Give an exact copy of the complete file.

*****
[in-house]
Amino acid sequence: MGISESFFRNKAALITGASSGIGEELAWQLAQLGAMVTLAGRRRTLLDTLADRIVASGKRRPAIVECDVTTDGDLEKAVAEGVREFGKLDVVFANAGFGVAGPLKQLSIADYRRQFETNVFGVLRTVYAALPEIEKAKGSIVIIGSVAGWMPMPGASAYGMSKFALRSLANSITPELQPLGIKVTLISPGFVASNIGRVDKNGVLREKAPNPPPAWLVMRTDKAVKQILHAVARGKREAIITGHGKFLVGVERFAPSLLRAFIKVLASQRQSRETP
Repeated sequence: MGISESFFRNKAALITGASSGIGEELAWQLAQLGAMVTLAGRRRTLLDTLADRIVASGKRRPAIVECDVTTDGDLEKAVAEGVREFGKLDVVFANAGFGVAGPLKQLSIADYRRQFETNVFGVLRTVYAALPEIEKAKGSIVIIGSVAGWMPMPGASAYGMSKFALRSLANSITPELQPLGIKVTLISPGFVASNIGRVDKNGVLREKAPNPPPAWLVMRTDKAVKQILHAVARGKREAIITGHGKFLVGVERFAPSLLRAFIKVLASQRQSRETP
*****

[in-house]
Amino acid sequence: MGISESFFRNKAALITGASSGIGEELAWQLAQLGAMVTLAGRRRTLLDTLADRIVASGKRRPAIVECDVTTDGDLEKAVAEGVREFGKLDVVFANAGFGVAGPLKQLSIADYRRQFETNVFGVLRTVYAALPEIEKAKGSIVIIGSVAGWMPMPGASAYGMSKFALRSLANSITPELQPLGIKVTLISPGFVASNIGRVDKNGVLREKAPNPPPAWLVMRTDKAVKQILHAVARGKREAIITGHGKFLVGVERFAPSLLRAFIKVLASQRQSRETP
Repeated sequence: MGISESFFRNKAALITGASSGIGEELAWQLAQLGAMVTLAGRRRTLLDTLADRIVASGKRRPAIVECDVTTDGDLEKAVAEGVREFGKLDVVFANAGFGVAGPLKQLSIADYRRQFETNVFGVLRTVYAALPEIEKAKGSIVIIGSVAGWMPMPGASAYGMSKFALRSLANSITPELQPLGIKVTLISPGFVASNIGRVDKNGVLREKAPNPPPAWLVMRTDKAVKQILHAVARGKREAIITGHGKFLVGVERFAPSLLRAFIKVLASQRQSRETP